The list of AGL features used with script are appropriate for the AGL demo image suited for the Intel 64-bit target. The “agl-netboot” option creates the correct Initial RAM Filesystem (initramfs) image even if you do not boot from a network.
2. Using BitBake
This section shows the
bitbake command used to build the AGL image.
Before running BitBake to start your build, it is good to be reminded that AGL
does provide pre-built images for developers that work with supported hardware.
You can find these pre-built images on the
AGL Download web site.
For supported Intel images, the filenames have the following form:
Start the build using the
NOTE: An initial build can take many hours depending on your CPU and and Internet connection speeds. The build also takes approximately 100G-bytes of free disk space.
For this example, the target is “agl-demo-platform”:
The build process puts the resulting image in the Build Directory:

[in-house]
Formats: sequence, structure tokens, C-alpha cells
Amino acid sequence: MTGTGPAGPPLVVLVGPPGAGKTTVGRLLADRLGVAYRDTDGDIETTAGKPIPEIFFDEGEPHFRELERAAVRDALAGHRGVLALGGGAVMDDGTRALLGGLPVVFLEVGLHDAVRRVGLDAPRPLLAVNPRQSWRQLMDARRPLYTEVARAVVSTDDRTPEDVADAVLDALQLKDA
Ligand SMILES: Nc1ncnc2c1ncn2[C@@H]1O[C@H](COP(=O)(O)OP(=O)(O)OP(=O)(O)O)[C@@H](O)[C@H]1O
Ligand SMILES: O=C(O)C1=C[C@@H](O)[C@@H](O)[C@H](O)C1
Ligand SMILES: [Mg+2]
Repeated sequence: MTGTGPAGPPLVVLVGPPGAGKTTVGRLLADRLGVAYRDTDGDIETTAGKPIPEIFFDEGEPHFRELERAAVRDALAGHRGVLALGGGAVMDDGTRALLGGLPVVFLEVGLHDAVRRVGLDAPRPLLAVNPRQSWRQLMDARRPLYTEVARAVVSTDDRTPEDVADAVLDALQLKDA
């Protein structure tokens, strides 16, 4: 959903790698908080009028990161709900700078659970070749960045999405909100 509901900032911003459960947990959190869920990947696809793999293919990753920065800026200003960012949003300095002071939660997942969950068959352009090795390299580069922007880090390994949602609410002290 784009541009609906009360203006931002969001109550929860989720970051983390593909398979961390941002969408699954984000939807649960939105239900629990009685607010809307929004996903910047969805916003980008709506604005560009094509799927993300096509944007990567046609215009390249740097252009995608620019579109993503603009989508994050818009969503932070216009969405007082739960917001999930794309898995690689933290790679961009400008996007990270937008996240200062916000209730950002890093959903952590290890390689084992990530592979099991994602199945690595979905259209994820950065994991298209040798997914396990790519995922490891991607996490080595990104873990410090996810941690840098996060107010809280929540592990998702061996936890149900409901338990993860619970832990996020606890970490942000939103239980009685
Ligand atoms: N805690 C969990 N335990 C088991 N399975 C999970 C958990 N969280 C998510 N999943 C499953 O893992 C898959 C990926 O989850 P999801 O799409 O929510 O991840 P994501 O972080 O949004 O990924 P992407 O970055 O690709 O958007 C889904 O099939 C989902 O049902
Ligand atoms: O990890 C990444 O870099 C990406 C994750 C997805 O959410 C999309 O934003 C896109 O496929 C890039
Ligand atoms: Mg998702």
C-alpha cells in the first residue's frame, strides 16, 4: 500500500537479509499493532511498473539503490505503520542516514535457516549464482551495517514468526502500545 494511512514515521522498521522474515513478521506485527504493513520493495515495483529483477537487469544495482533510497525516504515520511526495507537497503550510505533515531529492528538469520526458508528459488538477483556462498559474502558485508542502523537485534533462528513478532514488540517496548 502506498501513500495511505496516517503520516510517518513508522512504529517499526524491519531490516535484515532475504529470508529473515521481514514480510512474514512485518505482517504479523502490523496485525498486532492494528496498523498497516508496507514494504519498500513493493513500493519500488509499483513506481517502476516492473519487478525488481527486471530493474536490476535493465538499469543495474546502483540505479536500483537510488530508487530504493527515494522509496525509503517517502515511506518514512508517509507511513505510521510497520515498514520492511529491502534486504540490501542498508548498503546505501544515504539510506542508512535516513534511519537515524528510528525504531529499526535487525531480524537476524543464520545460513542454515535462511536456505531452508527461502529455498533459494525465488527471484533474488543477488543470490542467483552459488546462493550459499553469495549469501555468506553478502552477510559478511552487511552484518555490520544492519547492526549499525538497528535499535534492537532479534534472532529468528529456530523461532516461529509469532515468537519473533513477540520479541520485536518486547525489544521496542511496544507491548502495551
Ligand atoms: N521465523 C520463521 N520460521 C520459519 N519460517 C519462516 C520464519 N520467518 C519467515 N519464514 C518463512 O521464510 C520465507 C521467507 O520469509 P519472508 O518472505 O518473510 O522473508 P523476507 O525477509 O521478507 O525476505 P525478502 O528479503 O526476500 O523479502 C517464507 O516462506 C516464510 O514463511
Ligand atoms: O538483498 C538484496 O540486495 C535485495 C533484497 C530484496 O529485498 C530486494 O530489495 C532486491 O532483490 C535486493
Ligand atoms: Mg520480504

An alternative method for building an image is to use the AGL SDK delivered in a Docker container.
There is currently no SDK dedicated to IA but the SDK provided for the Porter Board can build an IA image without changes (just
aglsetup.sh needs to call for Intel).
See chapter 2 of Porter QuickStart.
3. Creating Bootable Media
Typically, you use a USB stick, SD card, or HDD/SDD to create bootable media. It is possible, however, to install the AGL image onto Embedded MultiMediaCard (eMMC). eMMC provides card longevity at a low cost and is used in automotive infotainment systems, avionics displays, and industrial automation/HMI control applications to name a few.
When creating bootable media,
Extended Attributes (
are required for use with
This section describes using the
to create bootable media.
Use of either of these scripts include all required